LOS ANGELES – Nods to political, social and racial issues were featured prominently at this year's Grammy Awards ceremony on Sunday night.
Rapper Common joined forces with singer John Legend to perform their anthem "Glory" from the recently released historical civil rights film "Selma," using strings and a choir to instill something of a Gospel church vibe.
The two incorporated the symbolic "Hands Up, Don't Shoot" physical gesture into their live performance, referring to Michael Brown, who died following an altercation with a police officer last summer.
"Glory" missed the deadline to be considered for a Grammy, but the tune is a favorite to win the Oscar for Best Song.
Backup dancers in Pharrell's "Happy" performance also appeared to display the "Hands Up, Don't Shoot" motion, prompting a discussion on social media.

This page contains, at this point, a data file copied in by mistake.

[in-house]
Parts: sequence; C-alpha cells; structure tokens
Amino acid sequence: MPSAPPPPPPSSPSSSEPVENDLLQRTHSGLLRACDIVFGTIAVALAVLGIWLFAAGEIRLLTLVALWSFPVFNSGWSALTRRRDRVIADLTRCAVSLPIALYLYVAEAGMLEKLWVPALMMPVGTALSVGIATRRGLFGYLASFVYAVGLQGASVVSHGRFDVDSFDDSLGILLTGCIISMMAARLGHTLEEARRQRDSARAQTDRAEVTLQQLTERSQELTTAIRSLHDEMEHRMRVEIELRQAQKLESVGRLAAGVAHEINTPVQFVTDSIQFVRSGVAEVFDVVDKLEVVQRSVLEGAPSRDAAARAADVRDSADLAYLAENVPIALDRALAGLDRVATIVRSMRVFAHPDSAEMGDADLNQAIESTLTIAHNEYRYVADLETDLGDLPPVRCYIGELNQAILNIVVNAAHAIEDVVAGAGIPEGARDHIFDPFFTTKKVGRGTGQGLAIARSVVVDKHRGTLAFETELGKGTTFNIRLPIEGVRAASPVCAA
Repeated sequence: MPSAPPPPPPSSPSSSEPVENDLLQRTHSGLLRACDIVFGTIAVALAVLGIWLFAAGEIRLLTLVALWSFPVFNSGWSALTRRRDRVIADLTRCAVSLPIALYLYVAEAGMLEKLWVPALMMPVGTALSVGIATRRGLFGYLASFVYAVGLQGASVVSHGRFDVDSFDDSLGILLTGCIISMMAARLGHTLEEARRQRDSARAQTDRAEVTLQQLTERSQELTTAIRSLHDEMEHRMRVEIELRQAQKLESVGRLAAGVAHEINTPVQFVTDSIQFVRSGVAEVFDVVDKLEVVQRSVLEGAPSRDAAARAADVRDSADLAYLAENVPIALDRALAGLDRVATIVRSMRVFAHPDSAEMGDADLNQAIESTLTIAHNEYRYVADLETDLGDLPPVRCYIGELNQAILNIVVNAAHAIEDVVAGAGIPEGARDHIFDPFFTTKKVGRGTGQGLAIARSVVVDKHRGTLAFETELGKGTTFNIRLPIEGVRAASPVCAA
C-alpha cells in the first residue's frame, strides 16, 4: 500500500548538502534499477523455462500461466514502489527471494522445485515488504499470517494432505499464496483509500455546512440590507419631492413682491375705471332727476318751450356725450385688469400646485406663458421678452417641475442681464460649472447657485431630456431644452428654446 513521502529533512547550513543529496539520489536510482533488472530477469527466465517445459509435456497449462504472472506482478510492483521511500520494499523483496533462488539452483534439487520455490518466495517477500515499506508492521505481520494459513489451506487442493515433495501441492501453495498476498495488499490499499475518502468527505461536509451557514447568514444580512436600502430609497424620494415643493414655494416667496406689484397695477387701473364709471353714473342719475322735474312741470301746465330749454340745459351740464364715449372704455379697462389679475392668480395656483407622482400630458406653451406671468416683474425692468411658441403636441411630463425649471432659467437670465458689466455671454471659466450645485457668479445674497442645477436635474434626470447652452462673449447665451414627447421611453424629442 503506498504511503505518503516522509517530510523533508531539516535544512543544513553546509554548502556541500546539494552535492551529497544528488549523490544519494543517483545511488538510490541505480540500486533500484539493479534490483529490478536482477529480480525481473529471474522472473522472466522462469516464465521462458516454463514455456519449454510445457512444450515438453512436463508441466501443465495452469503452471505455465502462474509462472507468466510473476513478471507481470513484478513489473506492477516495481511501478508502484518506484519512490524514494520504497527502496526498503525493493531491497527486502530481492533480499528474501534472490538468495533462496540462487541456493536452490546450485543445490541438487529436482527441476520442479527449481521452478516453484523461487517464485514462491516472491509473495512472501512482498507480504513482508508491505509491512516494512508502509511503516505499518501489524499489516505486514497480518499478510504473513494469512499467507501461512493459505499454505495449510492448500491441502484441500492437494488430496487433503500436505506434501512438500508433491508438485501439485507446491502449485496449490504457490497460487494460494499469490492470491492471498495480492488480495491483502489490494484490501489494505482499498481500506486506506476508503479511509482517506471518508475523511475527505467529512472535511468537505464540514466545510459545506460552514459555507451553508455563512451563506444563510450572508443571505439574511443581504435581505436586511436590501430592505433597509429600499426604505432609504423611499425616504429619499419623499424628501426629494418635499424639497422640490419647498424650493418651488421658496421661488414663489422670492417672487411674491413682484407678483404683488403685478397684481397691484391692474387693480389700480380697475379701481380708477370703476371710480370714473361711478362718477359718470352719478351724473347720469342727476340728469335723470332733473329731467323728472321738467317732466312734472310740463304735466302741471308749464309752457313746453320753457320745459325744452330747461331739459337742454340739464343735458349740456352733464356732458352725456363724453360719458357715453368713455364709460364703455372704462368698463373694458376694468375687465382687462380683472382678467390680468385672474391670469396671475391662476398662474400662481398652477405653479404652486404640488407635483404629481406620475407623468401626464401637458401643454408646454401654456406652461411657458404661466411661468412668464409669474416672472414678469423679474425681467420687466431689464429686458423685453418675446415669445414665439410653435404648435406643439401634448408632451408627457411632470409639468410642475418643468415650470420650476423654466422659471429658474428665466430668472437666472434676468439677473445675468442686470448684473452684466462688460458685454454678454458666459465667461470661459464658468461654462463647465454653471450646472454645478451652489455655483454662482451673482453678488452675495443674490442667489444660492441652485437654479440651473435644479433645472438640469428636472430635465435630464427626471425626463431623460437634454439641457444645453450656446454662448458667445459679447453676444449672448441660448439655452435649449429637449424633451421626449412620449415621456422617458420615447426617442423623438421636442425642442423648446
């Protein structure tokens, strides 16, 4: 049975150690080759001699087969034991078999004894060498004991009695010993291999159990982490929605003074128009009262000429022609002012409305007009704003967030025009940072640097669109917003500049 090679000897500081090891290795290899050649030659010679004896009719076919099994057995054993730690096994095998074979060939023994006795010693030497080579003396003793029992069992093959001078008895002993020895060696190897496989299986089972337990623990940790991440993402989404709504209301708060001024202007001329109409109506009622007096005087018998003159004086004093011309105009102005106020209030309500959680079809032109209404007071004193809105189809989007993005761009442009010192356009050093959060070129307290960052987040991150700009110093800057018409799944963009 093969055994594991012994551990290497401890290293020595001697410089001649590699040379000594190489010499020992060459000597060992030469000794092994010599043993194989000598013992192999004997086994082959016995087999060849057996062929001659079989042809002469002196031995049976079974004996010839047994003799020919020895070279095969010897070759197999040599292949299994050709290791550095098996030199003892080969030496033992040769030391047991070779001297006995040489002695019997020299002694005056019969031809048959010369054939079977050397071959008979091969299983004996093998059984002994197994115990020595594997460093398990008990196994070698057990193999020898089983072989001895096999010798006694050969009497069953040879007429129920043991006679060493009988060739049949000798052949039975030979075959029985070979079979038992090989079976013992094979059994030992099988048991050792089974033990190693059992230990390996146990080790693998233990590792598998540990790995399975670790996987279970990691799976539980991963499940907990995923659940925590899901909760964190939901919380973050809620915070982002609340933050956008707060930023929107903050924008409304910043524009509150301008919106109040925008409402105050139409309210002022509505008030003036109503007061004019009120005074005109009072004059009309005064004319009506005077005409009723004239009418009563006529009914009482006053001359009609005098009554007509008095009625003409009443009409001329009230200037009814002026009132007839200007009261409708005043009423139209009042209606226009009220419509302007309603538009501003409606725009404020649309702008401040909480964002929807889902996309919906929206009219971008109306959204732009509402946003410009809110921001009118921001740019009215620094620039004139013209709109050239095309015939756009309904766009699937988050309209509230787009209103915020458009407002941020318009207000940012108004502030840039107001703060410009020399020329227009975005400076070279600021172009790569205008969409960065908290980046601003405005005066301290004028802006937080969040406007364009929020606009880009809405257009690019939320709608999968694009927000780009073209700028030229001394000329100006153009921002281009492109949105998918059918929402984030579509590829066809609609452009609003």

Ebony magazine called it a "statement on music's biggest stage," Now Then also stated that Pharrell was honoring the "black lives matter" hashtag in his "unusually subdued 'Happy' performance." Meanwhile other viewers tweeted in confusion as to whether the gesture was in reference to the rallying cry from Ferguson or pertaining to "serving the Lord."
Grammy host LL Cool J was joined on stage by Gwyneth Paltrow to introduce Beyonce's performance and highlight a call for respect and greater understanding among people from different places and stages in life.
"We live in complicated times," Paltrow said.
Beyonce's subsequent "Take My Hand, Precious Lord" featured the support singers lifting their arms in solidarity.
Prince also drew attention to the issue during his speech prior to presenting the Album of the Year award, which quickly went viral in memes across the Internet.
"Like books and black lives, albums still matter," the "Purple Rain" musician said, prompting strong support from the audience.